Reviews & Commentary

Overview for Film

Thriller - En grym film (1974)

Madeleine (Christina Lindberg) is mute, ostensibly after being raped as a child. One day she leaves the family farm, lead to the city by a man who seemingly can’t stop talking. As you might’ve guessed, it doesn’t end well. The man, Tony (Heinz Hopf), forces Madeleine into prostitution and heroin addiction. After at first refusing, Madeleine soon has her mind changed by a scalpel to the eye. Despite the steady heroin supply, Madeleine doesn’t very much like prostitution, and sets out to get her revenge on Tony and the tricks.


Written by Kalle on Friday July 17, 2009
Permalink - Category: Film - Tags: 1970s, christina-lindberg, revenge

Watchmen (2009)

Zack Snyder’s feature film debut, Dawn of the Dead (2004), had a kinetic, visually exciting opening sequence, but the rest of the film was fairly pointless. His second film, 300, was all flash and no substance, and, frankly, I found it a bit boring. And now, he’s tasked with bringing the Tristram Shandy of comic books, Alan Moore'sWatchmen (1986-7), to the silver screen. So, a comic book by a wizard, adapted by Solid Snake, and directed by a man who made his name remaking Romero. If that isn’t the definition of the post-modern condition, I don’t know what is; thecreators are mash-up of pop-culture mythology.


Written by Kalle on Wednesday July 15, 2009
Permalink - Category: Film - Tags: 2000s, zack-snyder, comic-book

Persona (1966)

A projector lamp. Film running through spools. A penis. A nail driven through a hand. A spider. Footage from a silent film. Bodies in the morgue. A boy watches Bibi Anderson’s and Liv Ullman’s faces on a screen. No, that isn’t an excerpt from a Coleman Francis film’s narration, but a list of some of the images which open Ingmar Bergman’s Persona.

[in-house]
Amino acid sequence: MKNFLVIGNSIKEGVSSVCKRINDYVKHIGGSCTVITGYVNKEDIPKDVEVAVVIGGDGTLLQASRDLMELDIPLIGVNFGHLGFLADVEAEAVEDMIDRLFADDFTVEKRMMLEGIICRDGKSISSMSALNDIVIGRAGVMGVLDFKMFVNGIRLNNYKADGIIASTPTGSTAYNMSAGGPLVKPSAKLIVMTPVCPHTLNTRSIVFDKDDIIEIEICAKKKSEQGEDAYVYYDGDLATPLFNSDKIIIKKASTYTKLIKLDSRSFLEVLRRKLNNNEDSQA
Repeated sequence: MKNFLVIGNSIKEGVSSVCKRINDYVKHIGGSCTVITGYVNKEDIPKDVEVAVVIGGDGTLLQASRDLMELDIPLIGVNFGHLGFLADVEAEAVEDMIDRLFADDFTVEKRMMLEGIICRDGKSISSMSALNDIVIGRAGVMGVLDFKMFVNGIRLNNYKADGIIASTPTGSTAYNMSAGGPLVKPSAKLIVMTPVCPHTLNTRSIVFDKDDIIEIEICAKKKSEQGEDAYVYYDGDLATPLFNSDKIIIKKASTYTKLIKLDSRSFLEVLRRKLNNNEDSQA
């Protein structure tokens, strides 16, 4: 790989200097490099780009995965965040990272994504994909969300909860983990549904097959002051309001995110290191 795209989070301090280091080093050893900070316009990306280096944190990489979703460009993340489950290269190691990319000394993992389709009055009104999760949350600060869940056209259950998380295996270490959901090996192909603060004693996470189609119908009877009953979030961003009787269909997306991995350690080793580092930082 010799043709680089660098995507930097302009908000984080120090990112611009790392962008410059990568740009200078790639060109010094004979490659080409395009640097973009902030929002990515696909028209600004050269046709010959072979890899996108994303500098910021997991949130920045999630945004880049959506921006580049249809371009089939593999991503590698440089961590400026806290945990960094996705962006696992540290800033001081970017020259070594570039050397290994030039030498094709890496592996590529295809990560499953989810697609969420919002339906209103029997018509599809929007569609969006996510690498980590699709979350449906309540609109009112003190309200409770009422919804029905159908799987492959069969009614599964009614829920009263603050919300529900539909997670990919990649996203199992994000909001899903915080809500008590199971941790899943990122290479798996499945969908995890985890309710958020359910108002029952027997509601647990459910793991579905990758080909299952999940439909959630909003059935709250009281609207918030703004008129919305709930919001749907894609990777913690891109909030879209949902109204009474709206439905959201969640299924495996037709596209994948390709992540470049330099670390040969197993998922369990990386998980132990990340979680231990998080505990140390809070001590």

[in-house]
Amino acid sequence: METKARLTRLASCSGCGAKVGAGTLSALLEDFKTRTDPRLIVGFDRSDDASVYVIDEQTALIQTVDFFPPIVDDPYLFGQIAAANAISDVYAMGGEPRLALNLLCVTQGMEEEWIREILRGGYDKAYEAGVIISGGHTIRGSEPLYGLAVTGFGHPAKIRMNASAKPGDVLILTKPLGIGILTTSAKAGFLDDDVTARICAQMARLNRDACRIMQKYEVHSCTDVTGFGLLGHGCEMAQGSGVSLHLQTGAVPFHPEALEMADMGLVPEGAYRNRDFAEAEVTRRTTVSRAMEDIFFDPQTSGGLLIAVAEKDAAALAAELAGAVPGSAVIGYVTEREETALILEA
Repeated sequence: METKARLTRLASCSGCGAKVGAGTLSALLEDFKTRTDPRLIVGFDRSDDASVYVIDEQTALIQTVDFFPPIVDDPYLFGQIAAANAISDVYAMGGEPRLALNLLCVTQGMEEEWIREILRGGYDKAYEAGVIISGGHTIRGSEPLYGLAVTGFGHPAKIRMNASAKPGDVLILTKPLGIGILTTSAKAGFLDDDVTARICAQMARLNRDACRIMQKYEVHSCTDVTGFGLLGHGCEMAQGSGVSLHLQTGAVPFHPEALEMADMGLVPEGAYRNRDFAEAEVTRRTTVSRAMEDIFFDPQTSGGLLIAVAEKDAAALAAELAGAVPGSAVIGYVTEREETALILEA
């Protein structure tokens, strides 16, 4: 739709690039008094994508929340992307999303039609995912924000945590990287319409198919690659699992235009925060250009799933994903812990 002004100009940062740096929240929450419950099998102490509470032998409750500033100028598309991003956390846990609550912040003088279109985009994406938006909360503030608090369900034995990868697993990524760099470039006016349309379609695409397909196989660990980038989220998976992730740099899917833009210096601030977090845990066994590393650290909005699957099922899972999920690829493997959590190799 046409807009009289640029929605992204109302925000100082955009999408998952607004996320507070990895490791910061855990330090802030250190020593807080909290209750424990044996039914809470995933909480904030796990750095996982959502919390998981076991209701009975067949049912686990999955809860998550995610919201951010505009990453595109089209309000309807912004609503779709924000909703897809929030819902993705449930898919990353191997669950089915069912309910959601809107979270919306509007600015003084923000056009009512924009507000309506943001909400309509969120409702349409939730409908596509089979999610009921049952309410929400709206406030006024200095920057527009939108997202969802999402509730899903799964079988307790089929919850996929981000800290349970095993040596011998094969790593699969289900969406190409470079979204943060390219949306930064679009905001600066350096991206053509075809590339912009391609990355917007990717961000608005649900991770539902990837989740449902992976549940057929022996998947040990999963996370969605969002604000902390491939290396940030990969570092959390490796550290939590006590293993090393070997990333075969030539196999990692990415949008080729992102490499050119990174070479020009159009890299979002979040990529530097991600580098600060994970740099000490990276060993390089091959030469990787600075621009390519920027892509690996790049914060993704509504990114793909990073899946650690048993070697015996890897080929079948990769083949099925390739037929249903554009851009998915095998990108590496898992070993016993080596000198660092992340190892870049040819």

Written by Kalle on Tuesday July 14, 2009
Permalink - Category: Film - Tags: 1960s, ingmar-bergman, liv-ullman, bibi-andersson, sven-nyvkist, featured

I Spit on Your Grave (1978)

In 1974, Meir Zarchi and his eight-year-old daughter were driving to a park when they saw a woman crawl naked out of the bushes. The woman had been raped by two men and Zarchi helped her to the police, where they had the misfortune of running into a singularly unhelpful police officer. It was this episode that inspired Zarchi to write and direct Day of the Woman. While the very fact that Zarchi chose to make a B-movie about rape is exploitative, in its first release, Day of the Woman wasn’t marketed as exploitation and didn’t create much controversy, but went mostly unnoticed. However, the film was re-released in 1980 as I Spit on Your Grave and sold on its, not insubstantial, exploitation trappings.


Written by Kalle on Sunday July 12, 2009
Permalink - Category: Film - Tags: 1970s, revenge, camille-keaton, featured

Lady Vengeance (2005)

Lady Vengeance is the third and final instalment in Park Chan-wook’s Vengeance Trilogy. I haven’t seen the previous parts—Sympathy for Mr. Vengeance (2002) and Oldboy (2003)—so I will be reviewing this as if it stood alone.


Written by Kalle on Wednesday July 8, 2009
Permalink - Category: Film - Tags: 2000s, revenge